Plutocrat

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Plutocrat

A person with real or perceived political authority due to his/her vast wealth. For example, a person who donates vast sums to candidates of all major parties in order to have influence no matter who wins may be called a plutocrat. The term is highly derogatory.
References in periodicals archive ?
Not only are the plutocrats dilly-dallying on reviving the local governments, they are even chasing out rising stars.
David Nasaw, a historian who has written biographies of Andrew Carnegie and Joseph P Kennedy - two influential plutocrats from earlier eras in US history - agrees.
But at least he would have some voices concerned about working people, dealing with issues of jobs and downsizing and banks, some semblance of democratic accountability for Wall Street oligarchs and corporate plutocrats who are just running amuck.
This country is overpopulated but all its problems could be solved if the plutocrats made the interests, welfare and wellbeing of the indigenous population their paramount concern.
His gentle humor about the plutocrats who hated Roosevelt and about our need to help our neighbors who were down and out was much more influential than historians credit with persuading the average man to embrace the New Deal.
All that money has to go somewhere and luxury items are what the plutocrats buy.
That world along with Londonderry House are gone whilst patronage and influence continue through pop-stars, 'fixers', 'celebrities', and plutocrats.
Some Bush supporters are decent and intelligent, and yet they're knowingly returning to the White House an embarrassingly inept, ignorant, incurious, and unfeeling figurehead for the worst conventicle of religious nuts, plutocrats, and petrochemical bagmen ever to lay hold of our federal government.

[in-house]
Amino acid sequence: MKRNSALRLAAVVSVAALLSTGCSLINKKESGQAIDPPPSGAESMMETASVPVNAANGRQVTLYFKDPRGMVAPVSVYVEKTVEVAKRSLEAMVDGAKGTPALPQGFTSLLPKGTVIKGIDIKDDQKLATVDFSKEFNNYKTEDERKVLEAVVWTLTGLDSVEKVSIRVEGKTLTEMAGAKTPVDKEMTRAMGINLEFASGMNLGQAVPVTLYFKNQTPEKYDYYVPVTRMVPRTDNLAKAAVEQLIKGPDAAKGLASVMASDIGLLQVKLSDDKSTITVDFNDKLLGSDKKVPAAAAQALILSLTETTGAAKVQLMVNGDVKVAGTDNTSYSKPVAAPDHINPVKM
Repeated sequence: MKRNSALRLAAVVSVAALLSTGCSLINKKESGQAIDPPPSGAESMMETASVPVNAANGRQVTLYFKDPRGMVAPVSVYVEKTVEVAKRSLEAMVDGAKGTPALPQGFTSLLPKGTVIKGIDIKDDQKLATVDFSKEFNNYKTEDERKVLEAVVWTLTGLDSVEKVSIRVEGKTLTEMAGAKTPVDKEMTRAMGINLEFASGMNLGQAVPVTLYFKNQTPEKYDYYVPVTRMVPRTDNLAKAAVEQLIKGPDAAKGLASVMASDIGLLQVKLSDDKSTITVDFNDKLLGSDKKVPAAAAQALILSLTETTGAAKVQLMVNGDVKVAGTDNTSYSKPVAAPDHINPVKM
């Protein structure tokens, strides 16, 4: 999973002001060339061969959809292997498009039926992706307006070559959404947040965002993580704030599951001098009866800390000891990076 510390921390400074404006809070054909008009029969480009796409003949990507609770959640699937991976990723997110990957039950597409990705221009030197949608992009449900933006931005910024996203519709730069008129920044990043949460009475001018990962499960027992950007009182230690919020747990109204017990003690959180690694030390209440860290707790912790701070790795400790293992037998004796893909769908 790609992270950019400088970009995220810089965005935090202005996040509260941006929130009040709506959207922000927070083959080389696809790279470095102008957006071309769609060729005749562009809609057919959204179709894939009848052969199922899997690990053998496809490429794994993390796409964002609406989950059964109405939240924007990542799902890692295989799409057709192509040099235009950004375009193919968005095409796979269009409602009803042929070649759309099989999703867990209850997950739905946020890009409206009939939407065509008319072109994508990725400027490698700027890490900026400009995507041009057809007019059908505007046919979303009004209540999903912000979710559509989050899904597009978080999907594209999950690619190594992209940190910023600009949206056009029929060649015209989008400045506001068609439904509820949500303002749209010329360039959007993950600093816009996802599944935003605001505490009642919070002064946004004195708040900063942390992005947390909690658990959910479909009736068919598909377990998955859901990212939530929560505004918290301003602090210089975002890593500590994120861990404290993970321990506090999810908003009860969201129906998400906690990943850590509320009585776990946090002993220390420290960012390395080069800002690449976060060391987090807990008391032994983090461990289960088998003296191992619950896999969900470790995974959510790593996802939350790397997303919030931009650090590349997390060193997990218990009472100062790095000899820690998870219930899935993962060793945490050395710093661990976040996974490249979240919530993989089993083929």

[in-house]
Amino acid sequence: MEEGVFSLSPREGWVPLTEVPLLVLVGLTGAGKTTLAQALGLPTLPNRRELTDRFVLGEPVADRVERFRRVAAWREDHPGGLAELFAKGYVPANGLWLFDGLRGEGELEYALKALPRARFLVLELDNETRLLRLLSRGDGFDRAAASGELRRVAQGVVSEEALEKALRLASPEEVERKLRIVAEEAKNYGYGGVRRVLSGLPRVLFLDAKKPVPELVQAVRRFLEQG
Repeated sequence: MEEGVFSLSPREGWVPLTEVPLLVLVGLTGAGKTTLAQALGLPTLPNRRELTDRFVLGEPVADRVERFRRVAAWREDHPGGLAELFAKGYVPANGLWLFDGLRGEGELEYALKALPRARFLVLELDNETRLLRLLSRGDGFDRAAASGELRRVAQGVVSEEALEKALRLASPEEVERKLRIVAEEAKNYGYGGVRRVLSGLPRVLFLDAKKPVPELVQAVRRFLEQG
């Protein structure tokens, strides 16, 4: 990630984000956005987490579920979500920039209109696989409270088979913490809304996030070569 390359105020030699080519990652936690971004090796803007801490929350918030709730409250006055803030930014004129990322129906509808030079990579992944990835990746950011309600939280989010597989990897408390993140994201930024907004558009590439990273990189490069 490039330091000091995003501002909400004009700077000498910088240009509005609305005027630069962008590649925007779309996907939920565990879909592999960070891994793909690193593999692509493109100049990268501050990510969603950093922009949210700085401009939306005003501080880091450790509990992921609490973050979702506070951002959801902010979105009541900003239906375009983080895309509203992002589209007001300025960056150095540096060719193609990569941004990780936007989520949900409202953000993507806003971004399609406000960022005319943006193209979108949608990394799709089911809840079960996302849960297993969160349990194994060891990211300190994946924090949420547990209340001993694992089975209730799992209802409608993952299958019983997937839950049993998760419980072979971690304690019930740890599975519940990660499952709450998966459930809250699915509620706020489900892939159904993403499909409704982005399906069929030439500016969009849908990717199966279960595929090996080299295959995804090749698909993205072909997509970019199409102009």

Five British racing plutocrats have died in the past 12 months: the Duke of Devonshire (owner of Park Top and Bachelor Duke), the Duke of Bedford (Jupiter Island), Robert Sangster (Alleged, El Gran Senor, etc), film and television director the Earl of Pembroke, and property developer Lord Rayne.
No, playwright Beaumarchais' savvy barber-cum-valet and his bride-to-be don't now work for modern American plutocrats (see Peter Sellars), nor do they reside in a pile reminiscent of Poe's House of Usher (see Jonathan Miller).
They want these values to be implemented, and they are beginning to understand that plutocrats and liars have manipulated them.
His furniture was never cheap, but in the years leading up to World War I, there were plenty of hauts bourgeois, not to mention plutocrats and sovereigns, ranging from Simon Patino, the Bolivian tin magnate, to Kaiser Wilhelm II willing to place orders.